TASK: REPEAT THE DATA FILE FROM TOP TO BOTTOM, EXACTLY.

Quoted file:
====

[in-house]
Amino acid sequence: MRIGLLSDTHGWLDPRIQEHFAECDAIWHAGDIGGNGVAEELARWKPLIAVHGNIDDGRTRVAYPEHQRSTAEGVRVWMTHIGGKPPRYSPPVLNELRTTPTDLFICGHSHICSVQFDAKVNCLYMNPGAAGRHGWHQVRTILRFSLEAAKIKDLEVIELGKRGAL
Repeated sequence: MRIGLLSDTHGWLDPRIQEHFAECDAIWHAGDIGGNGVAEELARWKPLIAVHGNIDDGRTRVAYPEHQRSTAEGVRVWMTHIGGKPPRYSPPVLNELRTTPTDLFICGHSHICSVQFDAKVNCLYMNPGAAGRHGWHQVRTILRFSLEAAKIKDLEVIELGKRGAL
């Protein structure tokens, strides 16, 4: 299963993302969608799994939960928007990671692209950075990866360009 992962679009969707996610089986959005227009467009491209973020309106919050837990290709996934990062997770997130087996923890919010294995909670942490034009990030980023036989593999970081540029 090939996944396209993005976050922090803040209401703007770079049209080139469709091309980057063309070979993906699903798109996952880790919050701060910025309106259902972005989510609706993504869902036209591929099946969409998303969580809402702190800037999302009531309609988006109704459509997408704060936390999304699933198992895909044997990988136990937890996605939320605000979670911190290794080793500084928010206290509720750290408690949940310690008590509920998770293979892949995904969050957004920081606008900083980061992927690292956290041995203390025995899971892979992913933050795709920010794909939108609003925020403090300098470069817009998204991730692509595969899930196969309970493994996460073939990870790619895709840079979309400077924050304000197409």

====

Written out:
[in-house]
Amino acid sequence: MRIGLLSDTHGWLDPRIQEHFAECDAIWHAGDIGGNGVAEELARWKPLIAVHGNIDDGRTRVAYPEHQRSTAEGVRVWMTHIGGKPPRYSPPVLNELRTTPTDLFICGHSHICSVQFDAKVNCLYMNPGAAGRHGWHQVRTILRFSLEAAKIKDLEVIELGKRGAL
Repeated sequence: MRIGLLSDTHGWLDPRIQEHFAECDAIWHAGDIGGNGVAEELARWKPLIAVHGNIDDGRTRVAYPEHQRSTAEGVRVWMTHIGGKPPRYSPPVLNELRTTPTDLFICGHSHICSVQFDAKVNCLYMNPGAAGRHGWHQVRTILRFSLEAAKIKDLEVIELGKRGAL
């Protein structure tokens, strides 16, 4: 299963993302969608799994939960928007990671692209950075990866360009 992962679009969707996610089986959005227009467009491209973020309106919050837990290709996934990062997770997130087996923890919010294995909670942490034009990030980023036989593999970081540029 090939996944396209993005976050922090803040209401703007770079049209080139469709091309980057063309070979993906699903798109996952880790919050701060910025309106259902972005989510609706993504869902036209591929099946969409998303969580809402702190800037999302009531309609988006109704459509997408704060936390999304699933198992895909044997990988136990937890996605939320605000979670911190290794080793500084928010206290509720750290408690949940310690008590509920998770293979892949995904969050957004920081606008900083980061992927690292956290041995203390025995899971892979992913933050795709920010794909939108609003925020403090300098470069817009998204991730692509595969899930196969309970493994996460073939990870790619895709840079979309400077924050304000197409």